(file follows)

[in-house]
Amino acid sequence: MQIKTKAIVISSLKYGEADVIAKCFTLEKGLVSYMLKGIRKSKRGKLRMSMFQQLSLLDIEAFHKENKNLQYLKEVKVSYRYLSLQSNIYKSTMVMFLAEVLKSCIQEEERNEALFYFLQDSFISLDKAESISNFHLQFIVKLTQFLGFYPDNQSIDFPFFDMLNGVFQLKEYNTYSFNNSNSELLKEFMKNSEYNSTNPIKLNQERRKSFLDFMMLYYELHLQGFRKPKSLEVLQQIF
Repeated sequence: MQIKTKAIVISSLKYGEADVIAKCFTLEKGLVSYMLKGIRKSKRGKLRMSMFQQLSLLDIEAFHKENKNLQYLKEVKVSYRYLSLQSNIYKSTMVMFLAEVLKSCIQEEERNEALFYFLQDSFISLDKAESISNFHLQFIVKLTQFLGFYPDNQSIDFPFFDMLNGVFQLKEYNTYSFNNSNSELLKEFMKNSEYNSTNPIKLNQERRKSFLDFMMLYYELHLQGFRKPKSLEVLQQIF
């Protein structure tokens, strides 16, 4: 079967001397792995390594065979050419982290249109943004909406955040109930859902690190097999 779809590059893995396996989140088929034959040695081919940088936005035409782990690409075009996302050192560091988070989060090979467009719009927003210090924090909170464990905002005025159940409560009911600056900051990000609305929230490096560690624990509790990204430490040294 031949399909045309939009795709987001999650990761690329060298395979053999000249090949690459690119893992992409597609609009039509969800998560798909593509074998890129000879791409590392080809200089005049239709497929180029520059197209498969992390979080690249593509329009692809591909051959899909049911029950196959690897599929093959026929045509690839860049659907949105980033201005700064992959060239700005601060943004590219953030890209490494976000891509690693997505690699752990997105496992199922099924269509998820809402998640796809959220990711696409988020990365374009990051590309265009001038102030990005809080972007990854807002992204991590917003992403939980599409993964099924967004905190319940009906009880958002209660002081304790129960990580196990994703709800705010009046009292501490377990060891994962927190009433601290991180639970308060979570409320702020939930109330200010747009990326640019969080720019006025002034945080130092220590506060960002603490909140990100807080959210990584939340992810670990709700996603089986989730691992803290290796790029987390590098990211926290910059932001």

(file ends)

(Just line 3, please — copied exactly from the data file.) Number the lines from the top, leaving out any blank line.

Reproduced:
Repeated sequence: MQIKTKAIVISSLKYGEADVIAKCFTLEKGLVSYMLKGIRKSKRGKLRMSMFQQLSLLDIEAFHKENKNLQYLKEVKVSYRYLSLQSNIYKSTMVMFLAEVLKSCIQEEERNEALFYFLQDSFISLDKAESISNFHLQFIVKLTQFLGFYPDNQSIDFPFFDMLNGVFQLKEYNTYSFNNSNSELLKEFMKNSEYNSTNPIKLNQERRKSFLDFMMLYYELHLQGFRKPKSLEVLQQIF